- Arms scam: Obanikoro’s Wife Loses Abuja Mansion to FG, Appeals
A Federal Capital Territory High Court, sitting in Jabi, Abuja, has ordered that Alhaja Moroophat Obanikoro, the wife of a former Minister of State for Defence, Senator Musiliu Obanikoro, should forfeit her property pending the outcome of investigations into her husband and children.
The court also rejected a prayer asking the Economic and Financial Crimes Commission to pay her the sum of N200m for violating her fundamental human rights.
Obanikoro’s wife has, however, headed for the Appeal Court to challenge the court judgment.
As part of investigations into the $2.1bn arms scam, involving the Office of the National Security Adviser, the EFCC had traced the transfer of about N4.7bn to the Diamond Bank account of Sylvan McNamara, a company allegedly owned by Obanikoro’s two sons – Gbolahan and Babajide.
Out of the N4.7bn, Obanikoro allegedly gave N3.880bn to Ayodele Fayose and Senator Iyiola Omisore in July 2014, when they were the Peoples Democratic Party governorship candidates in Ekiti and Osun states respectively.
Part of the money allegedly given to Fayose was said to have been converted to $5.377m and handed to him at Spotless Hotel, Ado-Ekiti, in the presence of the then Ekiti State PDP Secretary, Tope Aluko, and other party stalwarts.
Obanikoro allegedly kept over N600m to himself.
The EFCC subsequently seized a house in the Ikoyi area of Lagos State allegedly belonging to Obanikoro’s sons – Gbolahan and Babajide – and a property located at 44 Mamman Kotangora Crescent, Katampke Extension, Abuja, belonging to their mother.
However, Obanikoro’s wife argued that she bought the property over seven years before the alleged arms scam took place.
She said the EFCC had no right to punish her for any crime allegedly committed by her husband and urged the court to award her N200m.
Obanikoro’s wife demanded “an order setting aside the sealing of the property; an order directing the EFCC to tender an unreserved public apology for the unlawful and unconditional invasion of the aforesaid property and the sum of N200,000,000 as general damages for the unlawful and unconstitutional invasion of the property.”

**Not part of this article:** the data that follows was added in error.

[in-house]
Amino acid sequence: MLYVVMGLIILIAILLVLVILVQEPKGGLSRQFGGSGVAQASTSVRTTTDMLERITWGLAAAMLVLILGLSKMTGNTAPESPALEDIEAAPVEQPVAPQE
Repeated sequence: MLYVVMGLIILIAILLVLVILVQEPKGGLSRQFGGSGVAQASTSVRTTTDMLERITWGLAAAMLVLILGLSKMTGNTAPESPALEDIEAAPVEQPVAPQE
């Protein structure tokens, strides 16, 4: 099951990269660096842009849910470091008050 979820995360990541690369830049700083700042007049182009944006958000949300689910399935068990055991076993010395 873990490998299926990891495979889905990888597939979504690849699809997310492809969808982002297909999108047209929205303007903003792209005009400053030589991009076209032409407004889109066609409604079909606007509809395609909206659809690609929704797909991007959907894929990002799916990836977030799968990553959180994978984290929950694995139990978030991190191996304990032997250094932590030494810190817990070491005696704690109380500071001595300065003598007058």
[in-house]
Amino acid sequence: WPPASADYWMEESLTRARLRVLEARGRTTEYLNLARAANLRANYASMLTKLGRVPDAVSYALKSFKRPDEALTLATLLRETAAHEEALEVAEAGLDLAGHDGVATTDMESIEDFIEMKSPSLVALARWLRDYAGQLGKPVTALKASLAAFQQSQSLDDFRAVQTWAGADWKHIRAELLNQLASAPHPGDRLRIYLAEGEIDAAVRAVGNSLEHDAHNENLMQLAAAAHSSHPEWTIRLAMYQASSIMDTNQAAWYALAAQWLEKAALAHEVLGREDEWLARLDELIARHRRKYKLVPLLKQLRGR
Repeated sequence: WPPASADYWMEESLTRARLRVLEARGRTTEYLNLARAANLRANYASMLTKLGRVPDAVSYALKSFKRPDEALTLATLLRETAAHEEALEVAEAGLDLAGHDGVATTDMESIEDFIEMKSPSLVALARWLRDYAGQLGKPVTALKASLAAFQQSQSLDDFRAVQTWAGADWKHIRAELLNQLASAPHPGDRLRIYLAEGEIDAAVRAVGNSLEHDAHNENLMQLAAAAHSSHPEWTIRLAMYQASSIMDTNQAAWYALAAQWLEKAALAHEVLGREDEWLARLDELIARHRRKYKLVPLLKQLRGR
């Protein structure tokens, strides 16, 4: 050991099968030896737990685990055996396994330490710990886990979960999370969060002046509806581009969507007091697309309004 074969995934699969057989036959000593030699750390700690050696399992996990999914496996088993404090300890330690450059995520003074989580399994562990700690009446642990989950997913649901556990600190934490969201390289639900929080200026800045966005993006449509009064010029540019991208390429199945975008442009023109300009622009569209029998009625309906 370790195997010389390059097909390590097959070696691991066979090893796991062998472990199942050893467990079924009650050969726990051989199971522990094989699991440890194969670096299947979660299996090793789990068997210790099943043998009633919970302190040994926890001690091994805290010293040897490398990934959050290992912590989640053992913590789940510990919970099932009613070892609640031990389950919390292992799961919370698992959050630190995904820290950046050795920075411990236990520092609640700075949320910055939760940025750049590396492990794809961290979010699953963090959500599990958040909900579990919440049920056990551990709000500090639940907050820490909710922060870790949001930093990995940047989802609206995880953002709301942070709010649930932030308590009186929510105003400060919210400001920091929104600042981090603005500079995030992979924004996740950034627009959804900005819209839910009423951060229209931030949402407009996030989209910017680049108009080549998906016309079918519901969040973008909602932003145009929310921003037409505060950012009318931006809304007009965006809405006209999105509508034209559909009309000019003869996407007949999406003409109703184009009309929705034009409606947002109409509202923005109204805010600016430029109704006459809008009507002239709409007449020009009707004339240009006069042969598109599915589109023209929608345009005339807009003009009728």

In an affidavit, deposed to by one Jackson Edet, the EFCC claimed that Obanikoro’s wife could not claim to be ignorant of her husband’s alleged crime.
The commission said Moroophat’s husband and her sons collected over N600m from the ONSA for a non-existent contract.
The EFCC argued that investigation had shown that, “the property belongs to Musiliu Obanikoro and he paid for the statutory charges for the property.”
The commission added, “That a lawyer, Tejumola Adeboye, who volunteered a statement to the commission, stated that he managed the said property and remits the rent to MON Integrated Services (a company allegedly owned by Obanikoro, which is also under probe).”
In his ruling, the Justice Y. Halilu said he could not stop the EFCC from doing its work, adding that all Nigerians must unite in the fight against corruption.
He added, “I shall refuse the application because it is most unmeritorious and specially packaged to deceive this court. God forbid.”
African Union Holds Global Conference to Accelerate African Vaccine Development and Manufacturing Capacity
African leaders assembled at a global meeting to discuss the status of local pharmaceutical manufacturing on the continent, underscored the need to increase local production of vaccines and therapeutics to achieve greater public-health security.
“The production of vaccines and access to vaccines is an absolute priority,” Cyril Ramaphosa, President of South Africa, said Monday in opening remarks at the start of the two-day virtual meeting, convened by the African Union.
The meeting was attended by several African heads of state, health, finance and trade ministers from across the continent, as well as officials from global financial institutions, foundations, pharmaceutical manufacturers, business leaders, and the general public. The African Development Bank was represented by Solomon Quaynor, Vice President Private Sector, Infrastructure and Industrialization.